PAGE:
A few years back, anything that started with "e-" or ended with ".com" was automatically deemed to be good, no questions asked. Thankfully, those days ended with the dot-com bust. Otherwise, e-voting would receive a free ride, without any scrutiny.
There is an old story--I don't know if it's true--about an engineer who showed his boss the answer to a complex problem. When the boss found out that the engineer worked it out by hand, he told the engineer, "I can't accept this. It didn't come from the computer." So the engineer went back and wrote a program that did nothing but print out the answer that he had derived manually. The boss then wholeheartedly embraced the result because "it came from the computer."
I fear that the same sort of thinking is driving the acquisition of e-voting systems in some jurisdictions. Readers of this publication are mostly techies, so I don't need to tell you that it is the easiest thing in the world to make a computer spit out anything that you want it to spit out. Depending on the language, all it takes is a statement like "print 'Believe me, this is true'; " Unless the recipients of the printout are card-carrying skeptics, like me, or they can read the code that produced it, they are likely to accept the result because, "the computer said that it is so."
I know that 99.9% of all programmers are fine, upstanding citizens. Heck, I used to be one. But, it's that 0.1% who are not-so-fine, not-so-upstanding programmers that worry me. What if they are the ones who program and test the voting systems? It's all well and good if they throw the election to the candidate that I support, but I would be exceptionally upset if they rig it for someone else.
(Please don't head for your keyboards. Given some of the email that I have received in response to past columns, I feel that I must make it clear that I am joking. I intensely believe that democracy is magnificent and election fraud is incredibly evil, but if the latter is absolutely unavoidable, it is better if it's for my favorite candidate. There I go again. Just kidding. Please don't flame me.)
It's not just fraud that concerns me. I was a programmer for close to 10 years. I'm sure that one or two small bugs crawled into the many thousands of lines of code that I wrote, although they were probably put there by a malevolent programmer who was jealous of my superior skills and out to get me. At least, that's my story and I'm sticking to it. The point is that, despite the strictest of quality controls, complex software inevitably has bugs. There are a few major computer companies with such poor reputations for software quality that, if they were responsible for developing the voting systems, I would be the first one out in the streets protesting the results. (I won't name the companies because they have several million times more dollars available to sue me than I have to defend myself against their suits.)
I am not opposed to computers being used to help record and count the vote, but I think it's a huge mistake to employ those touch screen systems, which do not produce a paper record that the voter can verify and that election officials can count manually should the veracity of the result be contested. Fortunately, as a July 2004 article ("Weapons of Mass Election: e-Voting in the Courts") by Thomas Stockwell in MC Mag Online pointed out, the courts have begun to rule against this type of system. Sanity may prevail.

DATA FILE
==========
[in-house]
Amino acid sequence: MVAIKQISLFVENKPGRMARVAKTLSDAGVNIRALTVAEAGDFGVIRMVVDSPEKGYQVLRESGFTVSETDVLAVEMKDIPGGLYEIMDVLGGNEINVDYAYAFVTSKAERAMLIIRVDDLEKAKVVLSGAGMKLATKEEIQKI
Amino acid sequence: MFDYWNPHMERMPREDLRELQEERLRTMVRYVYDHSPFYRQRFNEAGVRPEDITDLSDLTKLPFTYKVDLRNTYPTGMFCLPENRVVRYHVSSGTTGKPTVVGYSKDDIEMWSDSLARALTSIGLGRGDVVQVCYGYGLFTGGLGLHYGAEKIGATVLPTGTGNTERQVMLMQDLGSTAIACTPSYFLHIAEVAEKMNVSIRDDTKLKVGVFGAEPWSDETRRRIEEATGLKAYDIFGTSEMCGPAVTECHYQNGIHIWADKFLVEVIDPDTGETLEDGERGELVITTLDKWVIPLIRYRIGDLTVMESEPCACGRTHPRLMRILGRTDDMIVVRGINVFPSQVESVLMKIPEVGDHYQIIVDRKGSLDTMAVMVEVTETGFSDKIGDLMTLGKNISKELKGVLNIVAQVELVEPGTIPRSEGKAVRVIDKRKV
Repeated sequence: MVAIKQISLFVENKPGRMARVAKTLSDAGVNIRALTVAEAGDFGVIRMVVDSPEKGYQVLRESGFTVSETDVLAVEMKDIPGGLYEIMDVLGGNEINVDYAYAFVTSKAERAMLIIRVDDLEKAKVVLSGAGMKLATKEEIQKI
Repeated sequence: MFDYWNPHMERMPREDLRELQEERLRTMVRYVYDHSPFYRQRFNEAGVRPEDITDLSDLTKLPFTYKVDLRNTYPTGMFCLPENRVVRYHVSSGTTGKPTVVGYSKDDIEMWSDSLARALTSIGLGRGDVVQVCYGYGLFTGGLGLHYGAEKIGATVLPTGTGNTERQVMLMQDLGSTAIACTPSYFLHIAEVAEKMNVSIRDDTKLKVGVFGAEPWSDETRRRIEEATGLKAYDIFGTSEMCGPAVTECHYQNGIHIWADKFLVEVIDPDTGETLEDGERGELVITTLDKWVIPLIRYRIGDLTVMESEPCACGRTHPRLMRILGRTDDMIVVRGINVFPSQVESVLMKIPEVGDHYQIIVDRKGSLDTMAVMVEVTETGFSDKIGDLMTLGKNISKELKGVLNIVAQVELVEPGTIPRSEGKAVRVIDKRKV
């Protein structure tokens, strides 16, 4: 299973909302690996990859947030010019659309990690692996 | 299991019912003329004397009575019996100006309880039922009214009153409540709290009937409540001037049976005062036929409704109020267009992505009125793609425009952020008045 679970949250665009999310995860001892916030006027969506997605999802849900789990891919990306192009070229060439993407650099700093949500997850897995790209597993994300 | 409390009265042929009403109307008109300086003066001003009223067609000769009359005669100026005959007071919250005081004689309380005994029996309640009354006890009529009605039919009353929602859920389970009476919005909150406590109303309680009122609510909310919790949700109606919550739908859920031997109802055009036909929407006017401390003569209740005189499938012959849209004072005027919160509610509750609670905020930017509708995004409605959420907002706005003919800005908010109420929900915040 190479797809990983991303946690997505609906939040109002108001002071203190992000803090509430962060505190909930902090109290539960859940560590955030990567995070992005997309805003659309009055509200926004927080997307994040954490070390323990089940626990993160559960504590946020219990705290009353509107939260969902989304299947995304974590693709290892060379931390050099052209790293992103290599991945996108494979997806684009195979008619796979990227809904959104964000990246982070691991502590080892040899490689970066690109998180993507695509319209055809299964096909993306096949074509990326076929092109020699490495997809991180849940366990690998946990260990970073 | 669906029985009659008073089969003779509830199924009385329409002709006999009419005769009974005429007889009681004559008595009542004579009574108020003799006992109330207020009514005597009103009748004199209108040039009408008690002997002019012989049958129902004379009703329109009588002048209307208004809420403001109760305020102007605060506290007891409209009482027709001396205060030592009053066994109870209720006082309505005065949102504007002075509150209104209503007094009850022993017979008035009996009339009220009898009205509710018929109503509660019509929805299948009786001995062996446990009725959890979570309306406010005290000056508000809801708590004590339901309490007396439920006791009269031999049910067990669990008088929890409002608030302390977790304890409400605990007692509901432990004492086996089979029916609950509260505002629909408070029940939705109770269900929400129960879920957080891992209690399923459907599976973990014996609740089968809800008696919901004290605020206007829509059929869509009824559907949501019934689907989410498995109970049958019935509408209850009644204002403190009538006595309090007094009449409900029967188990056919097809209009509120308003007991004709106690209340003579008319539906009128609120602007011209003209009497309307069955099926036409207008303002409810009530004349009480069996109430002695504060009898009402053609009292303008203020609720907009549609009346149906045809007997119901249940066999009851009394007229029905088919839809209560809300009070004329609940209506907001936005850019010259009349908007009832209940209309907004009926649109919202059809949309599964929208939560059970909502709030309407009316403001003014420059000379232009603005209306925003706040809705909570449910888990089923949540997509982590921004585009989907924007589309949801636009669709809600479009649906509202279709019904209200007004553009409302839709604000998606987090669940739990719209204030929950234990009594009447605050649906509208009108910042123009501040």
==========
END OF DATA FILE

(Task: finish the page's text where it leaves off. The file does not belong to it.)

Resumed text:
Obviously, as Florida made so evident in the 2000 presidential election, not all forms of paper-backed vote counting systems produce indisputable results. Personally, I would love to go back to the days when I had no idea that Chad had any meaning other than the name of an African country. It is one of my greatest wishes to never again hear the terms "hanging chad," "dimpled chad," and "pregnant chad." (By the way, if those pregnant chads were intended for a family values candidate, I certainly hope that they were married chads or at least in a loving, committed relationship.) I am old enough to have used keypunch machines, and I had no idea that the punched out pieces were called chads. Even my spellchecker doesn't like the word unless I capitalize it.
What I see as ideal is the sort of system that was used in the last few municipal elections here. We were handed a paper ballot with an open bubble beside each name. We filled in the bubble next to the candidate that we wanted to vote for and placed the ballot face down into a folder. When we took the folder to the election official, he or she slid the ballot out (still upside down so that the vote would remain private) and into an optical reader. If the machine couldn't read the ballot or if someone voted for two people for one position, the machine spat out the ballot and the elector could correct the mistake. Otherwise, the ballot was automatically sent into a container in the machine. If necessary, the paper ballots could be removed and counted manually. That's a system that I can trust. Call me an old fogey, but a system that records my vote only as an electronic bit is not.
Let me conclude by reiterating that I am a staunch supporter of democracy. So, if you are a citizen of a country holding an election soon, please remember to vote early and often, but only if I agree with your choice.